|A proof-of-concept study evaluating the effect of ADX10059, a metabotropic glutamate receptor-5 negative allosteric modulator, on acid exposure and symptoms in gastro-oesophageal reflux disease.|
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|PMID: 19460767 Owner: NLM Status: MEDLINE|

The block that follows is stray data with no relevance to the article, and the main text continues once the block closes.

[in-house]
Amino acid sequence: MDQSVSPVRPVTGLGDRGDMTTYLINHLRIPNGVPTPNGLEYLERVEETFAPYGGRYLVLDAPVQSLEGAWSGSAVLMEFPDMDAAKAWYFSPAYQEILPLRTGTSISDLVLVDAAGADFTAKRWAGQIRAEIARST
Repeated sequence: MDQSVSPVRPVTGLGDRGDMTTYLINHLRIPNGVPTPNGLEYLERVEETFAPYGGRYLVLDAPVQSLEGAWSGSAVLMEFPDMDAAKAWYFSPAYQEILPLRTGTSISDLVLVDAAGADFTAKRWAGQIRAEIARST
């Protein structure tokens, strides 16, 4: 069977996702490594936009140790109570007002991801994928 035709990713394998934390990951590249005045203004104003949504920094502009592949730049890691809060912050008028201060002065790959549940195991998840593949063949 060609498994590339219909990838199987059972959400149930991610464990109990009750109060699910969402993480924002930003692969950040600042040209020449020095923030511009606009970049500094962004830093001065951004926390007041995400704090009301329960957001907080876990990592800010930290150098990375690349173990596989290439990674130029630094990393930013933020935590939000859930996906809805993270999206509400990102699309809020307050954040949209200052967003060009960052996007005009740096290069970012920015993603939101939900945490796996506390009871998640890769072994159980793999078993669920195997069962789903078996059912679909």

|BACKGROUND: In preclinical models, antagonism of metabotropic glutamate receptor 5 (mGluR5) reduces transient lower oesophageal sphincter relaxations (TLOSRs) and increases LOS pressure. This study evaluated the effect of ADX10059, a potent, selective, negative allosteric modulator of mGluR5, on oesophageal pH-metry and clinical symptoms in GORD. METHODS: Two groups of patients with GORD (n = 12 per group) underwent 24-h oesophageal pH-metry on two sequential treatment days. The patients received oral placebo three times daily (tds) 30 min before a high-fat meal on Day 1 and oral ADX10059 50 mg (Group 1) or 250 mg (Group 2) tds 30 min before a high-fat meal on Day 2. The primary variable was acid exposure (%time pH<4). Secondary variables included number and duration of reflux episodes, number and duration of symptomatic episodes and symptoms recorded in diaries. Comparisons were made for Day 2 (active) versus Day 1 (placebo) treatment and for Group 1 versus Group 2. RESULTS: ADX10059 250 mg tds significantly decreased the percentage of time with pH<4 from 7.2% to 3.6% (p = 0.01). ADX10059 250 mg tds reduced pH-metry-measured oesophageal acid exposure, throughout the 24 h period, nocturnally and postprandially, and significantly reduced the number and duration of symptomatic reflux episodes (p = 0.03). ADX10059 50 mg tds was not significantly superior to placebo. ADX10059 was generally well tolerated. CONCLUSION: The mGluR5 negative allosteric modulator ADX10059 reduced acid reflux which was associated with improvement in clinical symptoms in patients with GORD. ADX10059 appears to have a potential role in the clinical management of GORD.|